As an example, consider the deployment of Wi-Fi in the enterprise. In his analysis of NWC's annual NAC survey, senior technology editor Andy Dornan finds that ensuring the conformance of Wi-Fi-connected clients is way down the priority list for those who've already deployed NAC. That stands in stark contrast to those who are still in the planning stages; they rate Wi-Fi client compliance among their top four priorities.
Why this disconnect? It seems if you're concerned enough about security to already be implementing NAC, you're also probably concerned enough not to implement wireless. It's just too risky. Not surprisingly, early NAC implementers are likely to be security-minded government agencies and those who deal with them, financial institutions, and very large corporations that stand to be hit hard if they run afoul of Sarbanes-Oxley.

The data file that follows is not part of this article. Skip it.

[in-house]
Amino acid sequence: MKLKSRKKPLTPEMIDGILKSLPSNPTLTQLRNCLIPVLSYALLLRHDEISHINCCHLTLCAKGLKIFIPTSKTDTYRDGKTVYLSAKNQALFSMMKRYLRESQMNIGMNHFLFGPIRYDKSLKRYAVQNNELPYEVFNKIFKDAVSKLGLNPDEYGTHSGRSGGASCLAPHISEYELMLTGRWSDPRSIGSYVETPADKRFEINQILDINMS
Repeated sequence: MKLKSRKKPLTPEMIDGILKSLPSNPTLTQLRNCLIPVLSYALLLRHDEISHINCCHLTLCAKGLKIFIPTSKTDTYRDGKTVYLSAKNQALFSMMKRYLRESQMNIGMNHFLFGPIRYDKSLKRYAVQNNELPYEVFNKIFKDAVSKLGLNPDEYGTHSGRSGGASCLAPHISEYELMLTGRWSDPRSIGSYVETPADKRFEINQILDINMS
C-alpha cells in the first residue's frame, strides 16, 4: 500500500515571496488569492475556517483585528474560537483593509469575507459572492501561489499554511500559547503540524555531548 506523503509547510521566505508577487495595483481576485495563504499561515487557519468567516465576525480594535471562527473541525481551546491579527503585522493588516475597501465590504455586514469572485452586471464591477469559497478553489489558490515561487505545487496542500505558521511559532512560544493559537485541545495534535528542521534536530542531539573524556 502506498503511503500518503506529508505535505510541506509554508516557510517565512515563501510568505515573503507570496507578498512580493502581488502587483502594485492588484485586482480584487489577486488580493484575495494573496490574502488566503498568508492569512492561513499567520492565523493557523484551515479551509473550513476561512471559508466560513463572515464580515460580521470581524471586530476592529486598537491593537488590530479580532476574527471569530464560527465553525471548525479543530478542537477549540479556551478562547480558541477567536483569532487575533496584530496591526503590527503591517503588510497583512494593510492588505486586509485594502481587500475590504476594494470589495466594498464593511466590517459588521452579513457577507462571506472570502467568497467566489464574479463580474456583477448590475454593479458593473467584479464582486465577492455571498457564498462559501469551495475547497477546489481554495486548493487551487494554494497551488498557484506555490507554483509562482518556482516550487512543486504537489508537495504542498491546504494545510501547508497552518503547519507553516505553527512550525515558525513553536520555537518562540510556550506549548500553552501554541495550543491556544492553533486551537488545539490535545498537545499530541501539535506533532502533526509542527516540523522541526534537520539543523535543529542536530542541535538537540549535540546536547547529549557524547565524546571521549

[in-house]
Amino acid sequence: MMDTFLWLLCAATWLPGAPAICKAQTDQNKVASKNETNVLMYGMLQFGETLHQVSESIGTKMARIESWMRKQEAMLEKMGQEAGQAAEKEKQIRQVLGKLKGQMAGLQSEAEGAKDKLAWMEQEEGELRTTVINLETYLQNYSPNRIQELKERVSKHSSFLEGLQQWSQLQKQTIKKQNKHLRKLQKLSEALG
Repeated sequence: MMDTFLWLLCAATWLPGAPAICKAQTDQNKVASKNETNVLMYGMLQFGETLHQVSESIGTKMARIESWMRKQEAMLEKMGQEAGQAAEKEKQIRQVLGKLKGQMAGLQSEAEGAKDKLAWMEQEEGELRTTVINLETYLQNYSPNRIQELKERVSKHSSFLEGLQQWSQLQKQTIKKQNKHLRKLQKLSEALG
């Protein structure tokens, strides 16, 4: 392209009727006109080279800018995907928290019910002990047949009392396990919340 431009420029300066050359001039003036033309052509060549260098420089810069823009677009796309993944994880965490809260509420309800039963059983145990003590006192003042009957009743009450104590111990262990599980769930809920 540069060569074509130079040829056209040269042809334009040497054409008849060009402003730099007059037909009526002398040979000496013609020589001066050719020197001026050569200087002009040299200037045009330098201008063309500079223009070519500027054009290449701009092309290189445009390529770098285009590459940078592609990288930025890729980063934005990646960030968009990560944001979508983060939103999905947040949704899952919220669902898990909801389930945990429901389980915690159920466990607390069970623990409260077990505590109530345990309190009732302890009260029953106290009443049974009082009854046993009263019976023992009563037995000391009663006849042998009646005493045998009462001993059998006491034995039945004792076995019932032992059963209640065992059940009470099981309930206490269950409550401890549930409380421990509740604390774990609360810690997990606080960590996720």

Meanwhile, the heavily regulated health-care sector shows less interest in NAC, but has fully embraced wireless. One senior IT architect at Kaiser Permanente made it clear why at a recent NWC NAC forum. He has thousands of network-attached devices that can't be updated for any reason--at least not without going through expensive and time-consuming FDA recertification. That makes NAC less attractive, which in turn affects the way Kaiser architects its networks.
Network architecture is but one place where the security calculus reigns supreme. As the Web 2.0 wave hits the enterprise, Ajax programming is all the rage--that is, until you consider security. Contributing technology editor Jordan Wiens brings that point home in his Rolling Review kickoff of Ajax vulnerability scanners. Will the enterprise trade-off be security for snazzy Web-based GUIs? It'll depend on your security posture. If you aren't consciously making that calculation, you can bet you're lacking on the security side.